Tuesday, November 23, 2010

Micro-finance in the spotlight

For a few years now micro-finance has been held up as one of those ideal ways of combating poverty in the developing world. Essentially a system of small loans to people who wouldn't otherwise be able to get credit the idea is that it enables the poor to buy that shovel to help themselves dig themselves out of poverty.

But as Karl Marx once said "Give a man a fish and you feed him for a day, teach him how to fish and you miss a golden business opportunity."

So the companies that have been managing the micro-financing operations make their money by charging interest well over the odds and because the system works by lending to small groups it allows the company to put pressure on entire communities with weekly meetings monitoring what they're doing to repay the mini-loans despite that fact that many workers are paid yearly. That's right, it turns out that micro-finance is another word for loan shark but, and here's a sweet spot, they aren't regulated in the same way as money lenders.

Because the ideology behind micro-finance says that you beat poverty through enterprise it was held up uncritically as a success even before the schemes were operational.

What started out as an idea to alleviate poverty has become a way of getting the poorest into the kind of debt they hadn't been able to get into before, and that has a very real price - including a wave of suicides, like that of 16 year old student Lalitha Mursilmula who was told by the company she would have to become a sex worker in order to pay off her families debts. She ran home, wrote a note to her family and then drank a lethal concoction of fertiliser. The unethical behaviour of the micro-finance has deepened an already existing problem.

In India politicians have ordered people *not* to pay back their loans because of the social harm the industry is doing which in turn is leading to India's own little sub-prime crisis. It seems to me that the way to solve the problems of capitalism is not to find new and more ingenious ways of tightening capitalism's grip on the world.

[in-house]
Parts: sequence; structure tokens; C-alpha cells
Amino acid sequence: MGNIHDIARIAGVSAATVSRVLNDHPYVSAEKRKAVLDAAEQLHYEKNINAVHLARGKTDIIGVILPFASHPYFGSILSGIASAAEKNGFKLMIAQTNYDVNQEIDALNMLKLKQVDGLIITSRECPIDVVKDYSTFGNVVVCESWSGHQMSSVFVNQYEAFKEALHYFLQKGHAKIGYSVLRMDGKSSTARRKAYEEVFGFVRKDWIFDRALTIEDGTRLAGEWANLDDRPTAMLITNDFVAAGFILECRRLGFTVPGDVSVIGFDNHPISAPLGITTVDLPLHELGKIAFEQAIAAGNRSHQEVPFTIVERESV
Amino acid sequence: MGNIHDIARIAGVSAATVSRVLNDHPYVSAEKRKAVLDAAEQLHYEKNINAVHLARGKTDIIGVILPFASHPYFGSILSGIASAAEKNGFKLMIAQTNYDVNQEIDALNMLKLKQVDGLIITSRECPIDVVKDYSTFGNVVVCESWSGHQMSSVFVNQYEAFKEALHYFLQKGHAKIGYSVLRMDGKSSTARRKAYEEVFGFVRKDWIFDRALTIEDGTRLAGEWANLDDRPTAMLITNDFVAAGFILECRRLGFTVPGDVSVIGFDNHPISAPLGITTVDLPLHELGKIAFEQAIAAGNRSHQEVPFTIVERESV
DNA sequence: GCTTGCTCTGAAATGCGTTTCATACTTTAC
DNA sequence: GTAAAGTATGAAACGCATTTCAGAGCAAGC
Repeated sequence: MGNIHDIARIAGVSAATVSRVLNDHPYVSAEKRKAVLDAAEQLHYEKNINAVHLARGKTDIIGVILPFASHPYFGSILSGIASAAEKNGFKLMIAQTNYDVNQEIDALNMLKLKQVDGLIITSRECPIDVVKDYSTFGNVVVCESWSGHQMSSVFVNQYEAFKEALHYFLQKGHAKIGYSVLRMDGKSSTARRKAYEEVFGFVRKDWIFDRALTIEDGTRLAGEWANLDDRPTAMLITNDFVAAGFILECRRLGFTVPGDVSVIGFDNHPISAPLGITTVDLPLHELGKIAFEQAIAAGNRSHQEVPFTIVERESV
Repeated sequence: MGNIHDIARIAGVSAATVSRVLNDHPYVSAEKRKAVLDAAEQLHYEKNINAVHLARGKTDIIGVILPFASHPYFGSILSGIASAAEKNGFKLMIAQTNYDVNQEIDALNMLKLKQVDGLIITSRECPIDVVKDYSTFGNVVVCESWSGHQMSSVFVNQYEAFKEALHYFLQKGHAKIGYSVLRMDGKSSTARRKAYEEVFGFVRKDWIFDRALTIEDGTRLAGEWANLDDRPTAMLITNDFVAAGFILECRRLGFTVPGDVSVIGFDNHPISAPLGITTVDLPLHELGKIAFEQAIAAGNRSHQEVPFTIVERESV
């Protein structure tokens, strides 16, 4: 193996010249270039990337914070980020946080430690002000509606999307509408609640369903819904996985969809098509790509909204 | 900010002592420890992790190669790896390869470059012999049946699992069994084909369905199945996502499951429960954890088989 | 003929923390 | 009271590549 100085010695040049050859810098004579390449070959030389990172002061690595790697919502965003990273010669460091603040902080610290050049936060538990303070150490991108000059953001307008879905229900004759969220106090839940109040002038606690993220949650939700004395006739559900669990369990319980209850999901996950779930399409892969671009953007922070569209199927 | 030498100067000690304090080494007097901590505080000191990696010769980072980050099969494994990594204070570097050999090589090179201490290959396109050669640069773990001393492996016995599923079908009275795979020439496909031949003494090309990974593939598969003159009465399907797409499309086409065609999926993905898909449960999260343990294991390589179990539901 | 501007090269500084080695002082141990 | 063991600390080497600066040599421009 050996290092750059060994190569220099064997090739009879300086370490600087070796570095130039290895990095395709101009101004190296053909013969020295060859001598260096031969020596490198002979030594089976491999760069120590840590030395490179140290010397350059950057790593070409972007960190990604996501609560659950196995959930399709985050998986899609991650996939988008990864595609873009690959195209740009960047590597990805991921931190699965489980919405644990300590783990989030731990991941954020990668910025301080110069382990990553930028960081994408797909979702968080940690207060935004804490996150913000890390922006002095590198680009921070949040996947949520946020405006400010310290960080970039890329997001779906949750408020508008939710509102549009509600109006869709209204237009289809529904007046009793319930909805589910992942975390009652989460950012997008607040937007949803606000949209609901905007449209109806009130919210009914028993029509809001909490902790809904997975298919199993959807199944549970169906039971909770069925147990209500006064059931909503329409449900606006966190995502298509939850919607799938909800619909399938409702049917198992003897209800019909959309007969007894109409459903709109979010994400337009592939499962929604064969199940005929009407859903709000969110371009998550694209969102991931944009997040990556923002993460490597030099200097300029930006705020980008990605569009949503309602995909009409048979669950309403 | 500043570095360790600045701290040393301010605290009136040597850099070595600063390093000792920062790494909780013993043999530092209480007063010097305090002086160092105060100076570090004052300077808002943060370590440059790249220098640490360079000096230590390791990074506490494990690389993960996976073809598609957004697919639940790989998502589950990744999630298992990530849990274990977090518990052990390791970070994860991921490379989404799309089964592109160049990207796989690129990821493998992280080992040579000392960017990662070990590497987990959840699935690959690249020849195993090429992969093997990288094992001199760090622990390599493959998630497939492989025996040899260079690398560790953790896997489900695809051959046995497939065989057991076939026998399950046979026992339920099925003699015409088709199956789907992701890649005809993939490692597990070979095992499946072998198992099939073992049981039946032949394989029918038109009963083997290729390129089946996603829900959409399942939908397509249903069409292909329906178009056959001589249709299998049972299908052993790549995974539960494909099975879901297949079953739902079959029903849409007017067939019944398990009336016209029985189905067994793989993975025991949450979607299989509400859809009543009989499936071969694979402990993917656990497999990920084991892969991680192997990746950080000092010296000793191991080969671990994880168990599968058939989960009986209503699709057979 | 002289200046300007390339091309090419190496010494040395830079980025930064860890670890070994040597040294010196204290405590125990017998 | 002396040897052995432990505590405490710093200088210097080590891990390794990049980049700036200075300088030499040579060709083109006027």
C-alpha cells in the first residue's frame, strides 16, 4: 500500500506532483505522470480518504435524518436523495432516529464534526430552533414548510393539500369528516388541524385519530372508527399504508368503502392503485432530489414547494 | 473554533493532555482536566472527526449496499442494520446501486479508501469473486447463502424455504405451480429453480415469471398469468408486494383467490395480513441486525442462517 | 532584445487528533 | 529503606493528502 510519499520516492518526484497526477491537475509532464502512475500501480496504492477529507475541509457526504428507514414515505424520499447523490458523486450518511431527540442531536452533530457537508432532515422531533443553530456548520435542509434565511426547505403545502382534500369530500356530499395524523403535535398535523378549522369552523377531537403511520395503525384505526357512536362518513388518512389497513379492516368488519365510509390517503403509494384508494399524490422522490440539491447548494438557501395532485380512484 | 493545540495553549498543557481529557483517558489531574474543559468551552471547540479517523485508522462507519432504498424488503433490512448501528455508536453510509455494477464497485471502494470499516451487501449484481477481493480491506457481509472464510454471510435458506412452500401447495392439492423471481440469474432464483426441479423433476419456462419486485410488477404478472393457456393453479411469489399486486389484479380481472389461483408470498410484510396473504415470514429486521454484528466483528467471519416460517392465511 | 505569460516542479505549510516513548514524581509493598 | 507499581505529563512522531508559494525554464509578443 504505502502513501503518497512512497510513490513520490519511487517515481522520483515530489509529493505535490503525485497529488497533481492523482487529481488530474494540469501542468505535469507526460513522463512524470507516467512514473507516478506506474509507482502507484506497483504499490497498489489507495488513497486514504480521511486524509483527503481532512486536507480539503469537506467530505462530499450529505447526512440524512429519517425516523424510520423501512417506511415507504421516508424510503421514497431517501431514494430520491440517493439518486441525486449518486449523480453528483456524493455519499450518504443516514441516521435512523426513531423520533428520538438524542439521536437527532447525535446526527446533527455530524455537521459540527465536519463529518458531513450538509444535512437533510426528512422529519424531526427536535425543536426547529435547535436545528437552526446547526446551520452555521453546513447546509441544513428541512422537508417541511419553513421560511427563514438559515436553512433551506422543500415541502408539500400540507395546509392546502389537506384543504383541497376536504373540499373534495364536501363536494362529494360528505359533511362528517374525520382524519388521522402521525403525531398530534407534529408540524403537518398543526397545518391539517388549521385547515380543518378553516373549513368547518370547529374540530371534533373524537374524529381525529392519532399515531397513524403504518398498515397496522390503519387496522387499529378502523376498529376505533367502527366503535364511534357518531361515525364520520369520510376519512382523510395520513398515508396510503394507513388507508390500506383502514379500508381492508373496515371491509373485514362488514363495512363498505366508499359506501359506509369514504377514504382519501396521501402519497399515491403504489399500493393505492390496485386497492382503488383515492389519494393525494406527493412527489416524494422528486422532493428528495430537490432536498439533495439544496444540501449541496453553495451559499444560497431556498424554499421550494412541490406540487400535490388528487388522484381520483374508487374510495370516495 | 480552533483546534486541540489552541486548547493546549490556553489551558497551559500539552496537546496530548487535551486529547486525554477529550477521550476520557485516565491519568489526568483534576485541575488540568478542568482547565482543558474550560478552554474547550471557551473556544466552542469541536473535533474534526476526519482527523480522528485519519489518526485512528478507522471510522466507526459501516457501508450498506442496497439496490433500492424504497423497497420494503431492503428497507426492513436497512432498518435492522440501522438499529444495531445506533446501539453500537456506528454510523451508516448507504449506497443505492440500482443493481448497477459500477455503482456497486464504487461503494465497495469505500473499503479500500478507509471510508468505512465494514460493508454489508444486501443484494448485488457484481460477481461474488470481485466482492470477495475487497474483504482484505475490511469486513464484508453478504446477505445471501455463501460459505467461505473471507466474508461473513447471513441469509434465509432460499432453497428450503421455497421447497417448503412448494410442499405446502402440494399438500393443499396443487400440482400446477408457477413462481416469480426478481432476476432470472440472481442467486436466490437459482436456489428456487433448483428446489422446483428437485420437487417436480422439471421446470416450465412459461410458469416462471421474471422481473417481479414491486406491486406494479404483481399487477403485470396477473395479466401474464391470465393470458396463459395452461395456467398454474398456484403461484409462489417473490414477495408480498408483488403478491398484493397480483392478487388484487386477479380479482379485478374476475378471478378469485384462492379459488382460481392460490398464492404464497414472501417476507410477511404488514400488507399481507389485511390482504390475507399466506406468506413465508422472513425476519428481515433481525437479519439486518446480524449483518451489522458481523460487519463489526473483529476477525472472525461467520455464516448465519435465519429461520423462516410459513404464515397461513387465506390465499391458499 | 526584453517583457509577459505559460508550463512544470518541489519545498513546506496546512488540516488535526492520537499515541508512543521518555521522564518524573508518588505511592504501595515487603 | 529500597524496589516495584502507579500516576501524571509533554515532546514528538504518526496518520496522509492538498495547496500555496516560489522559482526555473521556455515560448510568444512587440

James said...

Look out for an article exposing microfinance in the new Red Pepper, out in just a few days now.

neil craig said...

Depends whether your prime objective is to destroy capitalism or to make ordinary Indians wealthier.

Jim Jepps said...

Neil, micro-finance is making the micro-finance companies wealthier at the expense of some of the poorest people on the planet because they are able to skirt round money lending legislation.

So far there's no evidence that micro-finance is making ordinary Indians wealthier, but there is evidence that there has been a spike in suicides of poor people directly linked to the schemes.

My argument is that more debt has not had a net benefit for the poor.

Parag said...

This is hard to believe. Micro financing has been introduced to help poor fight poverty and improve their way of living. The points in this article like a 16 year old girl committing suicide comes as a shock. How can these companies who provide small loans exploit people to such a level?

Jim Jepps said...

I think the thing is Parag that whatever the intentions of those who promoted the idea the reality is the implementation is in the hands of loans companies that have found they are less regulated than others - and they've taken advantage of that.

We have to examine seriously the idea that getting people into deeper debt is a way to get people out of poverty.